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Lifestyle Deflation and the ‘Low-Value’ Items in Your Life
Over the past few months, Sarah and I have cut several expenses out of our lives. We eliminated our cable bill. We switched auto insurance after doing a bit of shopping around, cutting our premium nearly in half with no change in coverage. We cut out a couple of subscriptions that we weren’t getting any value out of. During the late spring and summer, we did a ton of bulk buying and meal prepping, filling up cupboards with a number of things that have cut our average monthly grocery bill this year by a surprising amount (about 20% a month). I’ve also found a nice balance with my own personal spending, with the total going down drastically. We’ve planned our 2019 and 2020 family summer vacations, both of which are really inexpensive.
Although this year has been expensive in other ways (replacing a vehicle, going on a very nice family vacation with my in-laws, doing some minor home remodeling), the cuts we’ve made have actually helped a lot with the financial impact of our other expenses.
I occasionally have lunch with a good friend where we openly talk about our finances, a tradition started years ago. As I was explaining these things to him, he made an astute observation. “It sounds like you’re kind of doing the opposite of lifestyle inflation.”
I thought about it for a minute and agreed, and then just spontaneously said, “Yep, lifestyle deflation.”
It’s a term I really like.
To summarize the idea, lifestyle deflation refers to the conscious choice to lower one’s standard of living in terms of dollars and cents spent on their cost of living, whether by need or by choice. People are often forced into lifestyle deflation by unexpected life events, like the loss of a job or a loved one. At the same time, lifestyle deflation can be a choice.
Why would one choose lifestyle deflation, then? Why would a person in America today, without financial reason (like a job loss or an overwhelming debt load), choose to cut their lifestyle?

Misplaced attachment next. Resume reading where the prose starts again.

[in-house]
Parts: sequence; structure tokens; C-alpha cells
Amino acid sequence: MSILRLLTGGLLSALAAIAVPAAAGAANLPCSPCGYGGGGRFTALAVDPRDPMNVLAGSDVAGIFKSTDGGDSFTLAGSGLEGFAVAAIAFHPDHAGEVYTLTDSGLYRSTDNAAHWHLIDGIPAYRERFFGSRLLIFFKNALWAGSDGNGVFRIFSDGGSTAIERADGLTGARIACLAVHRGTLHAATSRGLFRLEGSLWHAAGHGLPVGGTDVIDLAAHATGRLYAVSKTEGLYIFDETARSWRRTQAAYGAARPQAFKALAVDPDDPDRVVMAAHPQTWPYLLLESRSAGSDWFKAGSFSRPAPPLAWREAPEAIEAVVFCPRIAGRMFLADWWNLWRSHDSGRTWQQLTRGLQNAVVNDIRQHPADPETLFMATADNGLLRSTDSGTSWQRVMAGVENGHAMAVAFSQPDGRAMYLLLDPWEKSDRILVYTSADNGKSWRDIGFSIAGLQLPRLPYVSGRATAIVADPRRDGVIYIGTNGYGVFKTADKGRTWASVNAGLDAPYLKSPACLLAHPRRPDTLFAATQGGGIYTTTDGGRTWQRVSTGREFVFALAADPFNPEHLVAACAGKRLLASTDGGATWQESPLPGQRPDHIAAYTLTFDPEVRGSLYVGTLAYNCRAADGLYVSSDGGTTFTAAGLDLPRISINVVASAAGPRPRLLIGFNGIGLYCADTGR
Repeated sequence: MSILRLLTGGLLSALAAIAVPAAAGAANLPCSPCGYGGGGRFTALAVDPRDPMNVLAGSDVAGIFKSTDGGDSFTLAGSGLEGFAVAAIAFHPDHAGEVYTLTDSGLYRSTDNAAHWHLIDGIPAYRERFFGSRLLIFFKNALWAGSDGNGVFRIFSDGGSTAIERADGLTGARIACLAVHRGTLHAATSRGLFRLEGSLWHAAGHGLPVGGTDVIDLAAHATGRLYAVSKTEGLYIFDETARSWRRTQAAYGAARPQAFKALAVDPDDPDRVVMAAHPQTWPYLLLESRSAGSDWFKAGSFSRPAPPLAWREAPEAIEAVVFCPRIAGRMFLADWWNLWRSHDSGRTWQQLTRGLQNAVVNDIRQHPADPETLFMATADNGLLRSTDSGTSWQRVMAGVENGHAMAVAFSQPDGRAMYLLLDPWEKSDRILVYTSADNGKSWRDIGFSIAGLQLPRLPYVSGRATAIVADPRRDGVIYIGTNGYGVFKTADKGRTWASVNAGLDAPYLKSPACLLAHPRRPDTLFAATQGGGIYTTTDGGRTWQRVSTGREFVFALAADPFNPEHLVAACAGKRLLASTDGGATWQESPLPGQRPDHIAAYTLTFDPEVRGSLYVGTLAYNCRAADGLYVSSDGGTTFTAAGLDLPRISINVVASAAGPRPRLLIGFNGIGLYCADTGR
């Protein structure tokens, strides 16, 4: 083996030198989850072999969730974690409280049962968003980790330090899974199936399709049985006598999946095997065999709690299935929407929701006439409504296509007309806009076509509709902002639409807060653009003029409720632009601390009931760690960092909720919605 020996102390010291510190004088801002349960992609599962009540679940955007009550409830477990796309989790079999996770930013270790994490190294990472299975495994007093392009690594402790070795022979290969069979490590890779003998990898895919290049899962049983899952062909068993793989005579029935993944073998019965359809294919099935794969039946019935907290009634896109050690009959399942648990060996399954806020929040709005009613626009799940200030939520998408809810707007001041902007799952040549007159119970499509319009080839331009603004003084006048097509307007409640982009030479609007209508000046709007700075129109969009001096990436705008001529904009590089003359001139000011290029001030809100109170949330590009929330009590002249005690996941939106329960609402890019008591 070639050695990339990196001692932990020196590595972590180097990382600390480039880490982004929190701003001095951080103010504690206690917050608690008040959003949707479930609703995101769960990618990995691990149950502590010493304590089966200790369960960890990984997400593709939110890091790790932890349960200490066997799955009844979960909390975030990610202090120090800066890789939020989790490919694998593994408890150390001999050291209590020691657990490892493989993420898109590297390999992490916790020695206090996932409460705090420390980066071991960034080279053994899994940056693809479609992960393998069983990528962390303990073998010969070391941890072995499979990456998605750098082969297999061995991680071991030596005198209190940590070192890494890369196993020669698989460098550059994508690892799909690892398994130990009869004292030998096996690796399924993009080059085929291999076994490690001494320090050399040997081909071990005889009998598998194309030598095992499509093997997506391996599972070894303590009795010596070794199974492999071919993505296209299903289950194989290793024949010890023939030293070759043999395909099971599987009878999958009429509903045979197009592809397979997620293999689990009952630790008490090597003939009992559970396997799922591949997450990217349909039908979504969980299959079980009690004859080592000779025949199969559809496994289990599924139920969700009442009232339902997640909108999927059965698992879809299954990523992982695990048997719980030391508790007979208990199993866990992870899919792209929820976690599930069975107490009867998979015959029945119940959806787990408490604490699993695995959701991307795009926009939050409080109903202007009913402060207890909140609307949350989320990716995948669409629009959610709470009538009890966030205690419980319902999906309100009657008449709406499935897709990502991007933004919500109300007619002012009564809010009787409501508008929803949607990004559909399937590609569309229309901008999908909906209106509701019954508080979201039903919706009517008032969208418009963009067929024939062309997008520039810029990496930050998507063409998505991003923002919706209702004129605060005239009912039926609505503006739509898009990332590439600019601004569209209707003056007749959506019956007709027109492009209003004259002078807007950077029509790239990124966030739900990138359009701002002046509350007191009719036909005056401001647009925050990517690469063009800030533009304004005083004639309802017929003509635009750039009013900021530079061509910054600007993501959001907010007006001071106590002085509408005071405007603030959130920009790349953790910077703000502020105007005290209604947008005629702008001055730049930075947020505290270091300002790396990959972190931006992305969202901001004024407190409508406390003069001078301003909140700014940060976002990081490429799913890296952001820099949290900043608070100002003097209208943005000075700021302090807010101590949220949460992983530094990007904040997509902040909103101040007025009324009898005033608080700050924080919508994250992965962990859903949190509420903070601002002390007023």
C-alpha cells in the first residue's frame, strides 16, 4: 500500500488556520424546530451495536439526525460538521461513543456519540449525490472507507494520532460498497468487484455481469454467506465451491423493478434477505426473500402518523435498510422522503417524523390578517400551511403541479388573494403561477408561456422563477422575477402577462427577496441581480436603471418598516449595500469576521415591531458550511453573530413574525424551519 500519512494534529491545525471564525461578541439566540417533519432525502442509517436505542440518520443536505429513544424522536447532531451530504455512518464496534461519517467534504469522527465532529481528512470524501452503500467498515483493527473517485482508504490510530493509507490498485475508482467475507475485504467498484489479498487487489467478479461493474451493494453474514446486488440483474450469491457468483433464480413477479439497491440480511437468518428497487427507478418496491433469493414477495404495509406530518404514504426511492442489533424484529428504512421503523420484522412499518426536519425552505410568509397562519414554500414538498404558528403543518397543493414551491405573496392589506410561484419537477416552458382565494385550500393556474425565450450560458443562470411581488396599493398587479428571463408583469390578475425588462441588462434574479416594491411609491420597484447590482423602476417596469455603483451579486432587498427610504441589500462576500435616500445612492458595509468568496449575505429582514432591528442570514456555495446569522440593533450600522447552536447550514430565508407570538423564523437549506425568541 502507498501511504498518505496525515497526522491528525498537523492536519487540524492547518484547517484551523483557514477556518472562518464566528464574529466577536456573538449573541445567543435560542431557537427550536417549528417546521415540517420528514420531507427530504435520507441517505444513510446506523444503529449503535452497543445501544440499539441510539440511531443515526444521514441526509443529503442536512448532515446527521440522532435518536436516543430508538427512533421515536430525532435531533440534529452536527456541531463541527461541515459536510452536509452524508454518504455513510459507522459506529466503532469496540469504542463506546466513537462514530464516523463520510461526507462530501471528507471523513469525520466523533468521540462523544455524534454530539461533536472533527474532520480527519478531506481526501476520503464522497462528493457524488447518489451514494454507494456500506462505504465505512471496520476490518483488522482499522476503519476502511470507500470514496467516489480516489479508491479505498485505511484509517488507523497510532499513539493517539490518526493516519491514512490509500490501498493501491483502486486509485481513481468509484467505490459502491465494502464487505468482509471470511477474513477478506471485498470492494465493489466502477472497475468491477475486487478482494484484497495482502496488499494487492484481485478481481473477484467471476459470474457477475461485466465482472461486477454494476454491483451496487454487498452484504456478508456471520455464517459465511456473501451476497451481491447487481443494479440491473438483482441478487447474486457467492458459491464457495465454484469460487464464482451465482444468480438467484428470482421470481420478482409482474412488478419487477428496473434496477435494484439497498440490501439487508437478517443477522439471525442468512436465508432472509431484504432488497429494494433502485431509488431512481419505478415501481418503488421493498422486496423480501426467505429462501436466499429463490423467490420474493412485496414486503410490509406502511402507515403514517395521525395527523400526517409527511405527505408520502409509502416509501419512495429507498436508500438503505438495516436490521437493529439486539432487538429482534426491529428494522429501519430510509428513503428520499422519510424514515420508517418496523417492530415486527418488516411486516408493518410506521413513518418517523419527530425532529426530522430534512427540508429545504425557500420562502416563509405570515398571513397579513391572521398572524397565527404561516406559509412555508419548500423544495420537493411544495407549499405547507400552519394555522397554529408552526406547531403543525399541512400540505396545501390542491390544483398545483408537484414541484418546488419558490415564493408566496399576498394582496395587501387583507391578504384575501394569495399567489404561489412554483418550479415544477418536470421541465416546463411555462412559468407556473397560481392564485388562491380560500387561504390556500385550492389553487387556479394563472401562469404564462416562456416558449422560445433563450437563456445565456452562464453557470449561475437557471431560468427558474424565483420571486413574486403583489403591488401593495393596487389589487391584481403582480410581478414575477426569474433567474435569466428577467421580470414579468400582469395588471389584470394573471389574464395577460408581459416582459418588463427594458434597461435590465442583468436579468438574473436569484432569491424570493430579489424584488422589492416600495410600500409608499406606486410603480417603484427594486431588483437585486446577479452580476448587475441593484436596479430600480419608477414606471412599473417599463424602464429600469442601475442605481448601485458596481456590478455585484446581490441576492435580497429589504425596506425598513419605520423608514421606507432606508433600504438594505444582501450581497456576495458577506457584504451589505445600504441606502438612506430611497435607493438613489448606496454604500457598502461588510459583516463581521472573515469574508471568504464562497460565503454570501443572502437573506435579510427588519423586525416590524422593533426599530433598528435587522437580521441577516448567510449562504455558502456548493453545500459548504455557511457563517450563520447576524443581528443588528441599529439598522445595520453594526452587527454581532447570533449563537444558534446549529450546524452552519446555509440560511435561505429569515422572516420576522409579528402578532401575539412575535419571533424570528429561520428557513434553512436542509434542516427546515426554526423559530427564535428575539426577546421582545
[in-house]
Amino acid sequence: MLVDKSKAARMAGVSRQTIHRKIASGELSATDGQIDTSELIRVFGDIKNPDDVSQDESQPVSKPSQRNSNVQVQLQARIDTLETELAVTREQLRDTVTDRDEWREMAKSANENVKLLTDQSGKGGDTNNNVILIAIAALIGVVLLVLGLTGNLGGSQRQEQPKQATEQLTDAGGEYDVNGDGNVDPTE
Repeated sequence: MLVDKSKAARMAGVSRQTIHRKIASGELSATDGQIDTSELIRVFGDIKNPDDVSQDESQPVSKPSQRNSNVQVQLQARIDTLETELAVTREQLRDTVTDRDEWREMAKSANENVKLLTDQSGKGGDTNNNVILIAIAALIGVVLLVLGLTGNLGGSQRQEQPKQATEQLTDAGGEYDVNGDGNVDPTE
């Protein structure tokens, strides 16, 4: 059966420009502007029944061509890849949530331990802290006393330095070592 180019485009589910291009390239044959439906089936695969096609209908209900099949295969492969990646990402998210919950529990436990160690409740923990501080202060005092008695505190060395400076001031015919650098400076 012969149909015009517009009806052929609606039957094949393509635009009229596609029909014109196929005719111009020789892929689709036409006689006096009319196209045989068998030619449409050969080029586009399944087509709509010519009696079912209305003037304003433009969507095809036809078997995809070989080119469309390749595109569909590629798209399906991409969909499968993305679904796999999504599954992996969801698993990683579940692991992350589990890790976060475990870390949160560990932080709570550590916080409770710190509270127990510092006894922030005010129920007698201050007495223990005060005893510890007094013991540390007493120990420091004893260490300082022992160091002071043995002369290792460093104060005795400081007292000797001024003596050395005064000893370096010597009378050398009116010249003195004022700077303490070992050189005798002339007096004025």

The argument for avoiding lifestyle inflation makes sense – you’re earning more income, but rather than incorporating it into your spending, you’re investing it first or using it to pay off debt.
Lifestyle deflation, however, is a much different beast. It means that you’re actually cutting elements of your current lifestyle and using that money for long-term investment rather than simply moving that money to different lifestyle choices. You’re cutting the cable bill, but you’re not replacing it with different spending. Instead, you’re actually reducing the paid services in your life.
With lifestyle deflation, you’re not only choosing to redirect some of your money to long-term goals, you’re also choosing to eliminate or reduce the amount of spending done on some aspects of your current lifestyle. It represents a reversal of the earlier decision you made when you chose to start spending regularly on that item.
For most people, the initial gut response to lifestyle deflation is a hard negative. It feels like a bad thing. Why on earth would you choose to have less in your day to day living?
Well, there are several reasons. People undergoing lifestyle deflation by choice usually do so because of at least one – and often more – of these reasons.
First of all, you’ve realized that some aspects of your current day to day life are bringing you very little value in terms of your quality of life. You’re spending money regularly on something that just doesn’t add much value at all to your life. Maybe it did when you started spending that money, but now that value has essentially vanished and you’re spending money out of inertia.
Second, you’ve realized that long-term financial goals actually provide more value to your day to day life than you initially realized. Having a big emergency fund is a big stress reliever, as is knowing that your retirement is secure or that you can handle a job loss without instant panic mode. That stress relief can be more valuable than you think.
Third, you’ve realized that there are free and low-cost things out there that elevate your quality of life as much as or more than other things that you’re currently spend more on. Over the years, there are many, many things I’ve discovered that add tremendous value to my life at almost no cost.
Fourth, you’ve realized that some of the things that you previously viewed only as a big positive actually have a negative side, too, and the new balance isn’t worth it. Cost is obviously one big negative factor, but there are routines that we fall into that have other negative factors. Perhaps they’re distracting us from our relationships. Perhaps they’re eating up too much time and you’re almost time-addicted to it. Perhaps they’re affecting your health in an adverse way. If you add that to the cost, it doesn’t balance out well.